↓ Skip to main content

Inferring defense-related gene families in Arabidopsis and wheat

Overview of attention for article published in BMC Genomics, December 2017
Altmetric Badge

About this Attention Score

  • Above-average Attention Score compared to outputs of the same age (56th percentile)
  • Above-average Attention Score compared to outputs of the same age and source (58th percentile)

Mentioned by

twitter
6 tweeters

Citations

dimensions_citation
4 Dimensions

Readers on

mendeley
24 Mendeley
You are seeing a free-to-access but limited selection of the activity Altmetric has collected about this research output. Click here to find out more.
Title
Inferring defense-related gene families in Arabidopsis and wheat
Published in
BMC Genomics, December 2017
DOI 10.1186/s12864-017-4381-3
Pubmed ID
Authors

Rong-Cai Yang, Fred Y. Peng, Zhiqiu Hu

Abstract

A large number of disease resistance genes or QTLs in crop plants are identified through conventional genetics and genomic tools, but their functional or molecular characterization remains costly, labor-intensive and inaccurate largely due to the lack of deep sequencing of large and complex genomes of many important crops such as allohexaploid wheat (Triticum aestivum L.). On the other hand, gene annotation and relevant genomic resources for disease resistance and other defense-related traits are more abundant in model plant Arabidopsis (Arabidopsis thaliana). The objectives of this study are (i) to infer homology of defense-related genes in Arabidopsis and wheat and (ii) to classify these homologous genes into different gene families. We employed three bioinformatics and genomics approaches to identifying candidate genes known to affect plant defense and to classifying these protein-coding genes into different gene families in Arabidopsis. These approaches predicted up to 1790 candidate genes in 11 gene families for Arabidopsis defense to biotic stresses. The 11 gene families included ABC, NLR and START, the three families that are already known to confer rust resistance in wheat, and eight new families. The distributions of predicted SNPs for individual rust resistance genes were highly skewed towards specific gene families, including eight one-to-one uniquely matched pairs: Lr21-NLR, Lr34-ABC, Lr37-START, Sr2-Cupin, Yr24-Transcription factor, Yr26-Transporter, Yr36-Kinase and Yr53-Kinase. Two of these pairs, Lr21-NLR and Lr34-ABC, are expected because Lr21 and Lr34 are well known to confer race-specific and race-nonspecific resistance to leaf rust (Puccinia triticina) and they encode NLR and ABC proteins. Our inference of 11 known and new gene families enhances current understanding of functional diversity with defense-related genes in genomes of model plant Arabidopsis and cereal crop wheat. Our comparative genomic analysis of Arabidopsis and wheat genomes is complementary to the conventional map-based or marker-based approaches for identification of genes or QTLs for rust resistance genes in wheat and other cereals. Race-specific and race-nonspecific candidate genes predicted by our study may be further tested and combined in breeding for durable resistance to wheat rusts and other pathogens.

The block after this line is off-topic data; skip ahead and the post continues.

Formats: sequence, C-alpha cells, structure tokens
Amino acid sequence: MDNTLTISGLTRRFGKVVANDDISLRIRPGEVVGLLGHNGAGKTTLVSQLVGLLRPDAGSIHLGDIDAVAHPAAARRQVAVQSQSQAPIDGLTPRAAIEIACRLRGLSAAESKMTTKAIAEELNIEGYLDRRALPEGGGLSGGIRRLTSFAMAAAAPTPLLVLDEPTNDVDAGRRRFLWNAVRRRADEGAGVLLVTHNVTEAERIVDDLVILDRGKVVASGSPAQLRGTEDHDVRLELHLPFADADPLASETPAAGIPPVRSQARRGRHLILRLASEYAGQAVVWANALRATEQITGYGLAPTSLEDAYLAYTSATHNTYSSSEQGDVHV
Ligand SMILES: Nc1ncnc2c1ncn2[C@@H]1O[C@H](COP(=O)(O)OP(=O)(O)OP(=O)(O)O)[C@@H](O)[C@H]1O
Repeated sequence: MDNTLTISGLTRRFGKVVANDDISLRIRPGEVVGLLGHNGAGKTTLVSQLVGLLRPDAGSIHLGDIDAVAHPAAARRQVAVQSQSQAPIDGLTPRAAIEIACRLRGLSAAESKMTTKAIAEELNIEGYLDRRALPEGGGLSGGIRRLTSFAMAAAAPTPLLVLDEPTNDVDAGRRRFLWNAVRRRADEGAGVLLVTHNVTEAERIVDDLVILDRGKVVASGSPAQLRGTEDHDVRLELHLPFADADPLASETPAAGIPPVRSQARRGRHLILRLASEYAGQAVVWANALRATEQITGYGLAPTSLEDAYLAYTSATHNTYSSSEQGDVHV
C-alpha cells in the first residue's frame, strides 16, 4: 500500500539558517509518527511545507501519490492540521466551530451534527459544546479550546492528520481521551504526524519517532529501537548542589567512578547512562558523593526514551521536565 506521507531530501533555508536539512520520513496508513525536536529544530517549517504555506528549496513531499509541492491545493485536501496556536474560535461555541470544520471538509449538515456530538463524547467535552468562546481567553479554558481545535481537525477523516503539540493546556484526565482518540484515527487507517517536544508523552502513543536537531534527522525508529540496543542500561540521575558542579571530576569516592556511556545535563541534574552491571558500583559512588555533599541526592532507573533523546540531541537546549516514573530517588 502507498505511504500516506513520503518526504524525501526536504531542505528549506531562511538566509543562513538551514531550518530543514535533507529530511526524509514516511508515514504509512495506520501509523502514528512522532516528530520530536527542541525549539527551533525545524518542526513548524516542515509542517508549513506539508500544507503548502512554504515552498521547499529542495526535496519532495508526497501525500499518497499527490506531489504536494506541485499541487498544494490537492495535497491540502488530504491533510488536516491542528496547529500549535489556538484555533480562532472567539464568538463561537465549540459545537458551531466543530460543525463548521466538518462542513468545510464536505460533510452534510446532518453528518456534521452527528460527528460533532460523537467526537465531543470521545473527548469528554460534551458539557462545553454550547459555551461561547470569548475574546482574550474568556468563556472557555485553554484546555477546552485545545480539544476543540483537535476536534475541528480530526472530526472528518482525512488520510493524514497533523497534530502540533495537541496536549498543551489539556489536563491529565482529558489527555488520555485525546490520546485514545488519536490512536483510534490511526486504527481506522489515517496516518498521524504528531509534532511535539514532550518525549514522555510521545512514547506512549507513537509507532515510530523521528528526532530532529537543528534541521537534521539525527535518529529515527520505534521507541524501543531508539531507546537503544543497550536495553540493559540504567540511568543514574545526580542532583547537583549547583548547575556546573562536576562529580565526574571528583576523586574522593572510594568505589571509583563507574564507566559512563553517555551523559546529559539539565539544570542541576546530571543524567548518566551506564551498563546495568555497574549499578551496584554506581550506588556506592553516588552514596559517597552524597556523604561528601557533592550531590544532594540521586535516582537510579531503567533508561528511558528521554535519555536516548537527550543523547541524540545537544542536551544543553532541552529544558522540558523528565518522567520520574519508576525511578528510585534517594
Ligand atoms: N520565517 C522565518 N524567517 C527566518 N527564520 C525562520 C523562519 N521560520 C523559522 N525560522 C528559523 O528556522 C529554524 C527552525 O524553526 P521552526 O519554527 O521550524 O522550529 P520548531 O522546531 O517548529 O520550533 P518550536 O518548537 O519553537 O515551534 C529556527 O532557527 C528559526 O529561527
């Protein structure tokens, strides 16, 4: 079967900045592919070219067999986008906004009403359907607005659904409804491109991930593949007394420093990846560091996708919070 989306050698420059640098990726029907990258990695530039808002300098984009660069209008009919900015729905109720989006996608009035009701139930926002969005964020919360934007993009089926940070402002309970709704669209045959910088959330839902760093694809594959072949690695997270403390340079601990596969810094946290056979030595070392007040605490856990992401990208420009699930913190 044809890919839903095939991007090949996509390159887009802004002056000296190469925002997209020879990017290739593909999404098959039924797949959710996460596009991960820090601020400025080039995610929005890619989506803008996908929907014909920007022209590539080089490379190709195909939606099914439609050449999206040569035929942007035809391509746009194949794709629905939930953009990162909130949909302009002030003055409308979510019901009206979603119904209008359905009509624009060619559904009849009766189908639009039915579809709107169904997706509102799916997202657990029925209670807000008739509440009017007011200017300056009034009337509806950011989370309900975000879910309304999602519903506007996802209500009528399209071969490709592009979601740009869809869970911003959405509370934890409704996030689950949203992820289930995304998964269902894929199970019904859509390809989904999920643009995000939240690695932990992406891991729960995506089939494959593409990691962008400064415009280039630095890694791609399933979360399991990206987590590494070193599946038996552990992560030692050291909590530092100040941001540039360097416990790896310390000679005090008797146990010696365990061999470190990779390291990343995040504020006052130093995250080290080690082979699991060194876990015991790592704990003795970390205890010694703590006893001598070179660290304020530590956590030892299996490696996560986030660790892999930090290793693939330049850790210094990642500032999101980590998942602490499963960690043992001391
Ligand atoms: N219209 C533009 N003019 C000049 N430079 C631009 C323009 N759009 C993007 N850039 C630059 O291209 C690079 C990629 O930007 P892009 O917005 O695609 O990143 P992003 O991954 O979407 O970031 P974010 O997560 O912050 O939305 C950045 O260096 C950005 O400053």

Twitter Demographics

The data shown below were collected from the profiles of 6 tweeters who shared this research output. Click here to find out more about how the information was compiled.

Mendeley readers

The data shown below were compiled from readership statistics for 24 Mendeley readers of this research output. Click here to see the associated Mendeley record.

Geographical breakdown

Country Count As %
Unknown 24 100%

Demographic breakdown

Readers by professional status Count As %
Other 4 17%
Researcher 4 17%
Student > Master 4 17%
Student > Ph. D. Student 4 17%
Student > Postgraduate 2 8%
Other 4 17%
Unknown 2 8%
Readers by discipline Count As %
Agricultural and Biological Sciences 13 54%
Biochemistry, Genetics and Molecular Biology 5 21%
Nursing and Health Professions 1 4%
Environmental Science 1 4%
Unknown 4 17%

Attention Score in Context

This research output has an Altmetric Attention Score of 3. This is our high-level measure of the quality and quantity of online attention that it has received. This Attention Score, as well as the ranking and number of research outputs shown below, was calculated when the research output was last mentioned on 30 June 2018.
All research outputs
#9,751,293
of 17,995,569 outputs
Outputs from BMC Genomics
#3,972
of 9,504 outputs
Outputs of similar age
#176,313
of 418,431 outputs
Outputs of similar age from BMC Genomics
#327
of 824 outputs
Altmetric has tracked 17,995,569 research outputs across all sources so far. This one is in the 45th percentile – i.e., 45% of other outputs scored the same or lower than it.
So far Altmetric has tracked 9,504 research outputs from this source. They receive a mean Attention Score of 4.4. This one has gotten more attention than average, scoring higher than 56% of its peers.
Older research outputs will score higher simply because they've had more time to accumulate mentions. To account for age we can compare this Altmetric Attention Score to the 418,431 tracked outputs that were published within six weeks on either side of this one in any source. This one has gotten more attention than average, scoring higher than 56% of its contemporaries.
We're also able to compare this research output to 824 others from the same source and published within six weeks on either side of this one. This one has gotten more attention than average, scoring higher than 58% of its contemporaries.